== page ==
Investing in the Regenerative Age 

Ultimately, all successful economies work because they are in service of societal need. By that definition, by the time we are done with the 2020s, society will need a vision for an economy that can stabilise and regenerate our society and planet after decades of spiralling extraction and environmental destabilisation. What will this vision look like? Circular economists have an idea. They believe we will need a new kind of bio based, participatory and distributed ‘maker’ economy, with circular flows of materials, data, energy and finance. The kind of economy that offers a critical ingredient in future place making, helping to create jobs, community, an attractive locale and lifestyle.   

For investors like family offices and sovereign wealth funds who are keen to catalyse and invest in long term resilience, this kind of co-operative stakeholder owned future typically presents a conundrum and a number of blind spots. A conundrum and potentially a risk in so far as it raises the prospect that if value needs to be circulating for the common good of society and kept ‘in play’, there may be less opportunity to capture and extract it and see the system thrive. We can already see this shift with the rise of alternative company ownership models. On the other hand, it also raises a huge opportunity for those who are in the business of catalysing these economic systems on behalf of society and can take a fractional ownership at scale or some kind of tokenised investment in the public good of a thriving place. The blind spots for investors are often in relation to understanding the viable synergies of technology, markets, incentives and community. Plus of course how to invest in them, e.g., the financial instruments and vehicles that could help a co-operative community-invested model (where value stays in play) take off.  

To figure out how and where to invest, we need to design experiments to understand and bring forward this future. There are examples of this already happening. I have been privileged to support the work of The Textile Circularity Centre, part of the National Interdisciplinary Circular Economy Centres Research Programme in the UK. This research programme has been exploring how traditional production segments and infrastructure are blending, with more interoperability of production platforms serving 'multiple segments' with common biological materials. An important component is the development of biomaterial digesters and spinning which creates cellulose-based fibres for a variety of uses from a variety of locally abundant sources of clothing, packaging and agricultural waste. Their work offers an exciting and important vision for a sustainable packaging and fashion industry, exploring for example how fashion users might become more invested in their fashion through new fashion services and opportunities to participate as co-creators. At a vast scale, the epic Saudi project Neom with its exciting industrial zone called Oxagon is also seeking to explore some of these synergies and in the process is creating an incredible experimentation tool for the sovereign wealth fund that supports it.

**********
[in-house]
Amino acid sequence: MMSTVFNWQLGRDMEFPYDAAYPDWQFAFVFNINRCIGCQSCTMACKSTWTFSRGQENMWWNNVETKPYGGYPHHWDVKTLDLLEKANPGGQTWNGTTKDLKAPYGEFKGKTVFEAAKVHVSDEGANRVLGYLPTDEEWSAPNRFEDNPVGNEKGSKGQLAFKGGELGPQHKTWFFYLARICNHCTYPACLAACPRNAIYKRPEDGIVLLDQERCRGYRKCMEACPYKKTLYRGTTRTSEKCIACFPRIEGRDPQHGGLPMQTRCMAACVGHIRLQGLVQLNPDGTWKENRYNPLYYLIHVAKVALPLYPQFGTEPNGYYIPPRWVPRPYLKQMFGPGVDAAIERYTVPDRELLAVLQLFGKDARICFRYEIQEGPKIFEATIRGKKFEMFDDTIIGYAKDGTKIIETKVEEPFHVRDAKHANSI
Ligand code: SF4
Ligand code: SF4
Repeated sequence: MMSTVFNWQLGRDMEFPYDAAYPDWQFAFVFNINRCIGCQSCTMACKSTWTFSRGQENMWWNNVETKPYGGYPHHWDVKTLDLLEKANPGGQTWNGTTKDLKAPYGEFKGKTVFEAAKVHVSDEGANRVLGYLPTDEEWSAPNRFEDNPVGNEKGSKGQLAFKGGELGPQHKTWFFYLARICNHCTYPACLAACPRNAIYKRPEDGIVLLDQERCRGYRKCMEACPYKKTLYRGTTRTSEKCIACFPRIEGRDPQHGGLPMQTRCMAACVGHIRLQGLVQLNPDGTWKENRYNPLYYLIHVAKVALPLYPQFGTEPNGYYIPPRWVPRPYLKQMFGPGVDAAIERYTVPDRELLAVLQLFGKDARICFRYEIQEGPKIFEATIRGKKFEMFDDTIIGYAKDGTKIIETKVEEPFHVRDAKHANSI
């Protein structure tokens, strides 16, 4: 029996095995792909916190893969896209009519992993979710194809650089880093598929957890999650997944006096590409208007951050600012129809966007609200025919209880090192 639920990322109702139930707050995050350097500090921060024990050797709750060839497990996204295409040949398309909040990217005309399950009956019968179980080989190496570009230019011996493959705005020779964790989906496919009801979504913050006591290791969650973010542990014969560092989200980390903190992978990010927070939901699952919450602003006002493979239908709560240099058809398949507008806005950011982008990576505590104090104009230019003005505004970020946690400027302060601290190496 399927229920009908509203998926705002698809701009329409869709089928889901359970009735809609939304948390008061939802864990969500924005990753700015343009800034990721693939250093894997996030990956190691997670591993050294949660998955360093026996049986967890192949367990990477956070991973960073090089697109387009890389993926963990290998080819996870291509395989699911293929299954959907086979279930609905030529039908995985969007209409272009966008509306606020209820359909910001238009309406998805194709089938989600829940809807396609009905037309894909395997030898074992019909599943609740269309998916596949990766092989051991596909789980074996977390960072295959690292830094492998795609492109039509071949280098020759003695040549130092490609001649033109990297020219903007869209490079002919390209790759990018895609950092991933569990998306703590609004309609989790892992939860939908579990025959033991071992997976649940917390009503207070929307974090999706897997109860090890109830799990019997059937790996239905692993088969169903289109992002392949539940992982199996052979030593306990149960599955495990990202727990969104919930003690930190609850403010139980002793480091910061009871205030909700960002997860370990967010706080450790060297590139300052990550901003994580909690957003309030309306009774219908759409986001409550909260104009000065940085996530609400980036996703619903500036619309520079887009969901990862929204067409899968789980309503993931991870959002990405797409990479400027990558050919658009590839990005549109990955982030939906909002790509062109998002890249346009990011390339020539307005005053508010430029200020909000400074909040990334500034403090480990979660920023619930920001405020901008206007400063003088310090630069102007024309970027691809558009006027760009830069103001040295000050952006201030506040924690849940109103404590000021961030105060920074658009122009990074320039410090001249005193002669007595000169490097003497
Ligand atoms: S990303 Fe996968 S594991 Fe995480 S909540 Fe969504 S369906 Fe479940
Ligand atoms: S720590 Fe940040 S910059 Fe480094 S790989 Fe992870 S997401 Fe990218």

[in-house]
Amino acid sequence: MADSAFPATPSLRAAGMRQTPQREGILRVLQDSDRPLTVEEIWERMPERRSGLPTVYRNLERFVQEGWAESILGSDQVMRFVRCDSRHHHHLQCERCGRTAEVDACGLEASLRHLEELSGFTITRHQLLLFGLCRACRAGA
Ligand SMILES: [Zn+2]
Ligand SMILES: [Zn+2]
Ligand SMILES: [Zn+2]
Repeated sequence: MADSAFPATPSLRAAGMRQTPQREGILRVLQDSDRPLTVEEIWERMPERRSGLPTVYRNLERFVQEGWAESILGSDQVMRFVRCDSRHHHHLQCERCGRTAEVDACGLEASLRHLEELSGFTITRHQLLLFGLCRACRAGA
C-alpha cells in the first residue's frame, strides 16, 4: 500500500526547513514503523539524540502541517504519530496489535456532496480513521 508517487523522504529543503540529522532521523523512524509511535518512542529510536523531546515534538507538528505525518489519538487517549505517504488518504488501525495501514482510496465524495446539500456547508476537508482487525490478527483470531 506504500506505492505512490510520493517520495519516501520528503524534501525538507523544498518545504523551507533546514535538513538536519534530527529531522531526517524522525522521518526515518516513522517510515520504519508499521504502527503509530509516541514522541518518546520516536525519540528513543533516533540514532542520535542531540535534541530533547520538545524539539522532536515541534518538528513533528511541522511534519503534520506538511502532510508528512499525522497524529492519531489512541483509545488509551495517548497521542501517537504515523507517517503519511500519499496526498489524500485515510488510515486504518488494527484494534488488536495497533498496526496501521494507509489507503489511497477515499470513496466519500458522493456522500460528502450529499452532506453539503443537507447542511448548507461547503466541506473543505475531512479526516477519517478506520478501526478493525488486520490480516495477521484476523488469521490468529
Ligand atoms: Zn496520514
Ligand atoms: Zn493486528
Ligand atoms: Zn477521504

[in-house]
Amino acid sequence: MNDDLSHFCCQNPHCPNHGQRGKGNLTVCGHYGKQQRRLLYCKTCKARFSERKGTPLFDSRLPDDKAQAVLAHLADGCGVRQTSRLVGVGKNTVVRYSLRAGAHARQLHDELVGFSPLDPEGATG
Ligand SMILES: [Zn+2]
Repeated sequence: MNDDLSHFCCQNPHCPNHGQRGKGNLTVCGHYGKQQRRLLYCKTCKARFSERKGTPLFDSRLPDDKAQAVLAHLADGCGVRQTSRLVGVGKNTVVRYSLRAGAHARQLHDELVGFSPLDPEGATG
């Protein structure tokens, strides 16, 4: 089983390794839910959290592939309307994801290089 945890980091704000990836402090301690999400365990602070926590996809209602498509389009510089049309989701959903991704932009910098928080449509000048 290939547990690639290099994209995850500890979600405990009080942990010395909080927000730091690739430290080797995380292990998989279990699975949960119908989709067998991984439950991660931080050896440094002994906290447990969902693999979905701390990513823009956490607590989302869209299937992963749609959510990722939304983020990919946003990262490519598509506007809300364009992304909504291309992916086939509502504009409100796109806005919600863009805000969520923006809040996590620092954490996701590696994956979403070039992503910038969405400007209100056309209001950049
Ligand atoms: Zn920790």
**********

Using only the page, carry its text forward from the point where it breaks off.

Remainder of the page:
Being able to catalyse the synergies of community, data, production infrastructure, incentives, financial instruments, products and services in a way that creates shared value and better meets fundamental human and societal need will be incredibly valuable for the investors who can see them, create them and licence them. They are effectively future societal franchises. Unlike nature, we won’t have 3.7 billion years to co-evolve our regenerative system.  

At Regenovate we are working with our network of partners to build multi-party, collaborative, design led, place-making venture vehicles that work through and validate scenarios in which shared value is catalysed. The investors who can figure out these ingredients, ‘bottle them’, distribute them and take a stake in their success will have found the investment vehicles of the regenerative age.